The mean precipitation data and torrential rainfall events were tested for a trend with the Mann-Kendall’s Tau test (Helsel et al., 2006). To assess the influence of dynamic factors, the development of the number of landslides was compared and correlated (Spearman’s rank correlation) to the maximum precipitation event (yearly maximum 1 dayevents, –3 day-events and –5 day-events; yearly mean precipitation), that occurred in the corresponding period, stocking properties (cumulative stocking and increase of stocking within the years, absolute stocking numbers), and avalanche frequency. In order to avoid pseudo-replication only the number of new landslides (not the increased area of existing slides) between each mapped year was used for the correlation. Thus, increase in landslides means that newly affected areas are spatially separated from older ones.


(4) - Remarques générales
 

(5) - Syntèses et préconisations

Conclusions:
[The authors] found a natural susceptibility of the catchment to landslides that has been proved by multivariate analysis. Geology and slope were identified as plausible factors to explain the spatial variation of landslides. However, quasi-static environmental factors like geology, and morphology cannot explain the temporal trend in landslide activity. The increase of the landslide area of 92% within 45 years confirms [the] hypothesis that dynamic factors like climate and land use decisively influence the landslide pattern that we observe today. The analysis of the time-series of avalanches revealed that avalanches seem to be of minor importance in triggering landslides. The increase of extreme rainfall events and the increased stocking of the pastures are likely to have enhanced the landslide hazard. In order to quantify the proportion of climate change and to separate its impact form land use the application of a deterministic landslide model seems a promising future task (Collison et al., 2000; Schmidt and Dikau, 2004). In addition to stocking numbers, the change in management practices is decisive. Extensively used or abandoned areas with recently emerging shrub vegetation show low landslide densities in the Urseren Valley and were not responsible for the landslide trend.

Land use affected the spatial distribution of landslides and created new landslide risk areas. In this context, it was shown that not abandonment itself but the accompanying intensification of accessible regions poses a major threat to soil stability in the valley. Although we cannot infer quantitative relationships between landslide hazard and anthropogenic impacts, [these] data indicate an increase of landslide hazard that duplicated the affected area by landslides. The case study in the Urseren Valley clearly highlights the relevance of dynamic anthropogenic driven impacts on landslide hazard. Many of the described developments are representative for other alpine regions, however, it remains to be shown if the impact on landslides is as significant.

Even though estimated soil loss due to landslides might be low compared to arable areas (0.6 t ha−1 yr−1 compared to 2– t ha−1 yr−1 as a limit value in the Swiss soil protection guideline BAFU, 2001), the areal damage is critical. Thus, there is a strong need, that soil loss through landslides is considered in erosion risk models and for guidelines and limit values adapted to mountain ecosystems.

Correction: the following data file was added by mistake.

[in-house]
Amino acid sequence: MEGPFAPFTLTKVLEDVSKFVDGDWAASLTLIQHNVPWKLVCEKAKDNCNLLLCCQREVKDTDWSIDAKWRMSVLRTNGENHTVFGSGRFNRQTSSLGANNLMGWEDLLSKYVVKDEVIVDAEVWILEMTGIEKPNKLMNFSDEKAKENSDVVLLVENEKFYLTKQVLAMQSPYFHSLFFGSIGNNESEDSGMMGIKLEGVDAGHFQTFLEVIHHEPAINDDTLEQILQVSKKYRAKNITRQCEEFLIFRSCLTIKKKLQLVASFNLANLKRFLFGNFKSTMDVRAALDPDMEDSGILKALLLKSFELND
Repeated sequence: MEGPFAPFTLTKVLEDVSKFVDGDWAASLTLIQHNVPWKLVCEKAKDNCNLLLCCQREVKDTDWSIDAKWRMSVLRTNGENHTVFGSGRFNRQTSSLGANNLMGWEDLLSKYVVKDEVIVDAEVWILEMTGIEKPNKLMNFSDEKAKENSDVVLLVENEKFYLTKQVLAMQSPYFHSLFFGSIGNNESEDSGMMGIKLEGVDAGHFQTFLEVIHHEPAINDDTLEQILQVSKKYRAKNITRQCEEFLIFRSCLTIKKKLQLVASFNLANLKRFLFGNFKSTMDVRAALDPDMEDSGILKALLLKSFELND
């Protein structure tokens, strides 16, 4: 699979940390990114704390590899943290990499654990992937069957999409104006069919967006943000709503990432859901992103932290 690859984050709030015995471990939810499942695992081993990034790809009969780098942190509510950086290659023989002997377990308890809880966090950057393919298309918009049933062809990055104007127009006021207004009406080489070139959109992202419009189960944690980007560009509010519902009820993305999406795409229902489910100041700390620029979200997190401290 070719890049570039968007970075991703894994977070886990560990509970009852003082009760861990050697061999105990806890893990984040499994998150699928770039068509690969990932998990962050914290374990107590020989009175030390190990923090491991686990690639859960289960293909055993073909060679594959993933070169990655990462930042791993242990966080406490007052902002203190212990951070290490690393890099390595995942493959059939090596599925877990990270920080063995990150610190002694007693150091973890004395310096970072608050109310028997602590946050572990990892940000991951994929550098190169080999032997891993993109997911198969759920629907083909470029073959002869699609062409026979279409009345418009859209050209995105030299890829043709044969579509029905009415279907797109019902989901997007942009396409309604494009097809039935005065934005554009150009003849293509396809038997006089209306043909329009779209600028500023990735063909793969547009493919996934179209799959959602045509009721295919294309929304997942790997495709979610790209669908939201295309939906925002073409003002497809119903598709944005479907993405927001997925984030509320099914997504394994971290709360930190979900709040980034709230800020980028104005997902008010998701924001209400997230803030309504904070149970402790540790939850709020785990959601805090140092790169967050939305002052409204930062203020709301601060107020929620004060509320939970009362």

Références citées :

BAFU: Article 18 of the Ordinance of 7 December 1998. Relating to Agricultural Terminology (SR 910.91), Swiss Federal Office for the Environment (German: BAFU), 2001.

Baur, P., Müller, P., and Herzog, F.: Alpweiden imWandel, AGRAR Forschung, 14, 254–259, 2007.

Beniston, M.: Mountain weather and climate: A general overview and a focus on climatic change in the Alps, Hydrobiologica, 562, 3–16, 2006.

Bunza, G.: Oberflächenabfluss und Bodenabtrag in alpinen Grassökosystemen, Ver. Ges. Ökol., 12, 101–109, 1984.

Collison, A., Wade, S., Griffiths, J., and Dehn, M.: Modelling the impact of predicted climate change on landslide frequency and magnitude in SE England, Eng. Geol., 55, 205–218, 2000.

Guzzetti, F., Carrara, A., Cardinali, M., and Reichenbach, P.: Landslide hazard evaluation: a review of current techniques and their application in a multi-scale study, Central Italy, Geomorphology, 31, 181, 1999.

Helsel, D. R., Mueller, D. K., and Slack, J. R.: Computer Program for the Kendall Family of Trend Tests, Scientific Investigations Report 2005–5275, 4, 2006.

IPCC: Climate Change 2007: The physical science basis. Summary for policymakers., 661, 10th session of working group I of the IPCC, Paris, 2007. [Fiche Biblio]

Mottet, A., Ladet, S., Coque, N., and Gibon, A.: Agricultural landuse change and its drivers in mountain landscapes: A case study in the Pyrenees, Agriculture, Ecosystems and Environment, 114, 296–310, 2006.

Schmidt, J., and Dikau, R.: Modeling historical climate variability and slope stability, Geomorphology, 60, 433–447, 2004.

Swisstopo: Reproduziert mit Bewilligung von swisstopo, BA071108, Zurich, 2006.

Tasser, E. and Tappeiner, U.: Impact of land use changes on mountain vegetation, Appl. Veg. Sci., 5, 173–184, 2002.

Tasser, E., Mader, M., and Tappeiner, U.: Effects of land use in alpine grasslands on the probability of landslides, Basic Appl. Ecol., 4, 271–280, 2003.

Troxler, J., Chatelain, C., and Schwery, M.: Technical and economical evaluation of grazing systems for high altitude sheep pastures in Switzerland, Grassland Science in Europe, 9, 590–592, 2004.

Zhou, C. H., Lee, C. F., Li, J., and Xu, Z.W.: On the spatial relationship between landslides and causative factors on Lantau Island, Hong Kong, Geomorphology, 43, 197, 2002.